When N.C. Republicans came into power in the House, Senate and governorship — for the first time in 143 years — their mission statement was to finally bring state spending in line with revenues. Inheriting billions in debt and myriad other problems, their task was daunting. North Carolina had the highest taxes in the Southeast. Among other accomplishments, they streamlined state government, increased private-sector jobs, and were still able to provide a 2.5 percent increase in overall spending, including education — an unbelievable accomplishment in a poor economy.
Led by Speaker of the House of Representatives Thom Tillis, Senate President Pro-Tem Phil Berger, and Gov. Pat McCrory, they cut corporate and personal income tax rates for all, increased deductions for working families, and brought unemployment spending in line with surrounding states. Increasing private-sector jobs, legislators eliminated burdensome and obsolete regulations on businesses and farms, simplified our 1930’s Depression-era tax code, eliminated the death tax (saving farms and small businesses), and ended dozens of special interest loopholes.
Republican legislators spent almost $7.9 billion on K-12 education, an increase of 2.1 percent. Teachers had not had a pay increase in several years, but still received one, albeit too small, in terrible financial conditions. Superintendents met with legislators and asked for more hiring and firing flexibility. Tenured teachers, even the worst ones, previously had a job for life. Now, as before, all teachers have a process to protect their rights, and as in other professions, top performers will receive top pay.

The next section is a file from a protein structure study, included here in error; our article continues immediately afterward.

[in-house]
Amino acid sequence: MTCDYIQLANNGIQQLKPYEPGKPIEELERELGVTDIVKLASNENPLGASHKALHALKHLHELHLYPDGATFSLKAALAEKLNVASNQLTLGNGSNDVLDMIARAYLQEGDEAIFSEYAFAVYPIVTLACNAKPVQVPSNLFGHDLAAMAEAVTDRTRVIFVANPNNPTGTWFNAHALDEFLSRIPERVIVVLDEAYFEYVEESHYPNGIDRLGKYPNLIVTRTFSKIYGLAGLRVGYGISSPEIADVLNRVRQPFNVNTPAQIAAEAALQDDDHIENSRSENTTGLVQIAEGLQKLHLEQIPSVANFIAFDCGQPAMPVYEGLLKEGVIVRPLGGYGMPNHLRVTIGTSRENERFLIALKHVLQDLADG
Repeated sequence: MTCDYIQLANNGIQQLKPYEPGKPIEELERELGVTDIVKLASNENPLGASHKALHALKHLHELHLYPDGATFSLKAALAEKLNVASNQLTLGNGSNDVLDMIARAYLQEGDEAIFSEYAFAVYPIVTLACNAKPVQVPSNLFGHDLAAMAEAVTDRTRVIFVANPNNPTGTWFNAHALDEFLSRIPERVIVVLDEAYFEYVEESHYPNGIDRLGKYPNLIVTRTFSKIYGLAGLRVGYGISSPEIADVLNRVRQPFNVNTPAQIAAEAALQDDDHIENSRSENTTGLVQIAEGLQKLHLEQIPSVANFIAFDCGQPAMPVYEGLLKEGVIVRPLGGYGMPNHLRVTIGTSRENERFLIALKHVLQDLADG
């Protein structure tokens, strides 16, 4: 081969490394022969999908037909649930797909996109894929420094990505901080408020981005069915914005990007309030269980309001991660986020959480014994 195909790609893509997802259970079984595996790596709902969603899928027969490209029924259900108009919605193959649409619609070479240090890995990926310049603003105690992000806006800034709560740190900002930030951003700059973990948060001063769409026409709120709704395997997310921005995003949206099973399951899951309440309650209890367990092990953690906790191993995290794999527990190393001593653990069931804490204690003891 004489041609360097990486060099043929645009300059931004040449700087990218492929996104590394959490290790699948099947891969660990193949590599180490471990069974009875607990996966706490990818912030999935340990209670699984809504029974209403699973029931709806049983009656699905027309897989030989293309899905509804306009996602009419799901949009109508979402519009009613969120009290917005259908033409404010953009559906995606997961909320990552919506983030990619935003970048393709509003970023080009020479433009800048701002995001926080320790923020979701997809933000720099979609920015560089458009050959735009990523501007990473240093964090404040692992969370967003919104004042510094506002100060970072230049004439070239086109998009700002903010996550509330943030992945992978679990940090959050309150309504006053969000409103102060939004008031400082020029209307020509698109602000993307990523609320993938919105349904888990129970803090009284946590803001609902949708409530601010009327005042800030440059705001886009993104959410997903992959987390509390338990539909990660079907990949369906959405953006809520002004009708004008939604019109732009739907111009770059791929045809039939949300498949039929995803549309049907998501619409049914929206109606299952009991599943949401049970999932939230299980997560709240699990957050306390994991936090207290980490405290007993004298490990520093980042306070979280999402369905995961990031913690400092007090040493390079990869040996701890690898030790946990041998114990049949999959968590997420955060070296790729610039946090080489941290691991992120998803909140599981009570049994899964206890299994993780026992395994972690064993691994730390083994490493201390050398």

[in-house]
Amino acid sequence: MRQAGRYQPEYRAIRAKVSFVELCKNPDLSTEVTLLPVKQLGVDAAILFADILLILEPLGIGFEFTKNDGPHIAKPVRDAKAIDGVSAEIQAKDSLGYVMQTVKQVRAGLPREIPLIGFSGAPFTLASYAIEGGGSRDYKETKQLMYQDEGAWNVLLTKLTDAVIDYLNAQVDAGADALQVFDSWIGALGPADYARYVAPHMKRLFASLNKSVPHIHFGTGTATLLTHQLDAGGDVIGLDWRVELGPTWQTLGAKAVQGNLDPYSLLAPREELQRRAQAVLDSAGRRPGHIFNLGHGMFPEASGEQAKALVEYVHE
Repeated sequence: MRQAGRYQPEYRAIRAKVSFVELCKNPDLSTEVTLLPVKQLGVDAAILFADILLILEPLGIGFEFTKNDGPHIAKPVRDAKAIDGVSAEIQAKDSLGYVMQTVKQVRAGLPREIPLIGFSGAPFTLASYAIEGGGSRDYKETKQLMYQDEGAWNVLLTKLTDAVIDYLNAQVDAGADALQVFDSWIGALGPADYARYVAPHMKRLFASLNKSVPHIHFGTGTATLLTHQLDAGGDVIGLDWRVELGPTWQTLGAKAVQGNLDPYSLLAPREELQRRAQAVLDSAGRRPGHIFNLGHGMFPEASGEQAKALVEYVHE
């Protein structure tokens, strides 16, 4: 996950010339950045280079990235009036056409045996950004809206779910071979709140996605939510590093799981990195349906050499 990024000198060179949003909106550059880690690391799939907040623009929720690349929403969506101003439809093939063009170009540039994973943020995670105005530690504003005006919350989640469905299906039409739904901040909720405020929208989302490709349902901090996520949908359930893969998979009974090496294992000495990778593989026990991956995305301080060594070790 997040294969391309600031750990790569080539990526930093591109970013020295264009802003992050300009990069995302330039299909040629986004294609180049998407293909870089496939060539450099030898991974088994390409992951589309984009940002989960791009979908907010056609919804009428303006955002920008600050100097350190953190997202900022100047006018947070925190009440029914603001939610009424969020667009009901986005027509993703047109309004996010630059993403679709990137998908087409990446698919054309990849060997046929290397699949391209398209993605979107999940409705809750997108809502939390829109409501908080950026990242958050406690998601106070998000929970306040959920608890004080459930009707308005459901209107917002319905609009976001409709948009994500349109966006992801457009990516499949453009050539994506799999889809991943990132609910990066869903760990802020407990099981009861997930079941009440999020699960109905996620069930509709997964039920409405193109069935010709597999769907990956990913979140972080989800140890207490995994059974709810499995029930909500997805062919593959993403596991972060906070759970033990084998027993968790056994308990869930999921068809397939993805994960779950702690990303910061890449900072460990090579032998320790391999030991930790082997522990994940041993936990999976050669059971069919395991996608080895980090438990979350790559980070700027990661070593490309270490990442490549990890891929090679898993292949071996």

In transportation, funding for projects is now done according to need, instead of where the most powerful politicians live, as demonstrated by a renewed focus on Asheville’s I-26 connector plans.
Although the number of days of early voting decreased, total hours of early voting remain the same. Polls can now be open earlier and stay open later — better for shift workers, those who work far away, and anyone needing assistance or rides. The governor’s party controls election boards. The new state board, under Republicans, found that many people had registered both here and in other states, deceased active voters, voters with non-existing addresses, and other problems previously uncovered. It is the discretion of county boards to observe and report fraud; they weren’t required to report it. Wolves watching henhouses never do it well. Several statewide polls found that more than 65 percent of voters wanted voter ID to protect their votes.
Has everything been fixed perfectly in one year of Republican leadership? Of course not. Is N.C. much better off? You bet. During May’s short session, they’ll try to fix many problems learned during the past months in committee. Get documentation at ncleg.com or nchousespeaker.com.
Henry Mitchell is chair, Buncombe GOP.